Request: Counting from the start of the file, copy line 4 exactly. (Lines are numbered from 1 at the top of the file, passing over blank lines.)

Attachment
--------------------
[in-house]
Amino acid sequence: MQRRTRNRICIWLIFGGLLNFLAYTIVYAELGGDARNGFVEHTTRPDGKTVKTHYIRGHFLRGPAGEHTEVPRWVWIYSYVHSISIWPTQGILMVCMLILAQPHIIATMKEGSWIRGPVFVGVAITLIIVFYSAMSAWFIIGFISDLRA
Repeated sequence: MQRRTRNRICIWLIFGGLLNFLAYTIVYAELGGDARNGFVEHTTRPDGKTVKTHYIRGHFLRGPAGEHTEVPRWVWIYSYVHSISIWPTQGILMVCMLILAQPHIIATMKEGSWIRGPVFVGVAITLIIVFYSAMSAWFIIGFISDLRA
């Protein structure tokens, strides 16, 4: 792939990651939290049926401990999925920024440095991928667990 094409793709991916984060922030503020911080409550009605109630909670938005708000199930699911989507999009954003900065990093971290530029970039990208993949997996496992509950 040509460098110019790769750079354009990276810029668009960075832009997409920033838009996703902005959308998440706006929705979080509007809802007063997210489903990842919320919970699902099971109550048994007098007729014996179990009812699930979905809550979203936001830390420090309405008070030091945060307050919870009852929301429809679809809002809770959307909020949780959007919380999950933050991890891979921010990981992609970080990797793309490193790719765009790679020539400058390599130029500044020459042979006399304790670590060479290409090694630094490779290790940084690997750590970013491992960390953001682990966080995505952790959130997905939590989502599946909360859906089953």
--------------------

């Protein structure tokens, strides 16, 4: 792939990651939290049926401990999925920024440095991928667990 094409793709991916984060922030503020911080409550009605109630909670938005708000199930699911989507999009954003900065990093971290530029970039990208993949997996496992509950 040509460098110019790769750079354009990276810029668009960075832009997409920033838009996703902005959308998440706006929705979080509007809802007063997210489903990842919320919970699902099971109550048994007098007729014996179990009812699930979905809550979203936001830390420090309405008070030091945060307050919870009852929301429809679809809002809770959307909020949780959007919380999950933050991890891979921010990981992609970080990797793309490193790719765009790679020539400058390599130029500044020459042979006399304790670590060479290409090694630094490779290790940084690997750590970013491992960390953001682990966080995505952790959130997905939590989502599946909360859906089953």